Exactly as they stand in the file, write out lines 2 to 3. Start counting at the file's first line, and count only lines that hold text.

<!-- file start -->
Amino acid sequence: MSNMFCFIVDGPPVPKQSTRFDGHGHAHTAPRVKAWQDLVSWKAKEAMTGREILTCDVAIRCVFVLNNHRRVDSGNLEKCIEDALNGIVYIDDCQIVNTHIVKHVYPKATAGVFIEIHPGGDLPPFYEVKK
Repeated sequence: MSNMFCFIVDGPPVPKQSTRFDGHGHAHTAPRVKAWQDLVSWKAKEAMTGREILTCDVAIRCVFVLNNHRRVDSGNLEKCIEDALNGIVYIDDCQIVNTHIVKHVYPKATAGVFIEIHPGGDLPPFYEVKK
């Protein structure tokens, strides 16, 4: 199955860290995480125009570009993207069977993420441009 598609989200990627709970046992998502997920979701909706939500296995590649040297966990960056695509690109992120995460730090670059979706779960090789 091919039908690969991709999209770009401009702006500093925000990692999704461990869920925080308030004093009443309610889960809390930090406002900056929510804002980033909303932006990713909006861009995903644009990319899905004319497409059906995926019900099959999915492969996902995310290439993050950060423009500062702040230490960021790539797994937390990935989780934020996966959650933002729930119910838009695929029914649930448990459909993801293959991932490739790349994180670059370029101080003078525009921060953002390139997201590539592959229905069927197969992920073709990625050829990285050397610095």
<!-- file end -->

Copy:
Repeated sequence: MSNMFCFIVDGPPVPKQSTRFDGHGHAHTAPRVKAWQDLVSWKAKEAMTGREILTCDVAIRCVFVLNNHRRVDSGNLEKCIEDALNGIVYIDDCQIVNTHIVKHVYPKATAGVFIEIHPGGDLPPFYEVKK
């Protein structure tokens, strides 16, 4: 199955860290995480125009570009993207069977993420441009 598609989200990627709970046992998502997920979701909706939500296995590649040297966990960056695509690109992120995460730090670059979706779960090789 091919039908690969991709999209770009401009702006500093925000990692999704461990869920925080308030004093009443309610889960809390930090406002900056929510804002980033909303932006990713909006861009995903644009990319899905004319497409059906995926019900099959999915492969996902995310290439993050950060423009500062702040230490960021790539797994937390990935989780934020996966959650933002729930119910838009695929029914649930448990459909993801293959991932490739790349994180670059370029101080003078525009921060953002390139997201590539592959229905069927197969992920073709990625050829990285050397610095």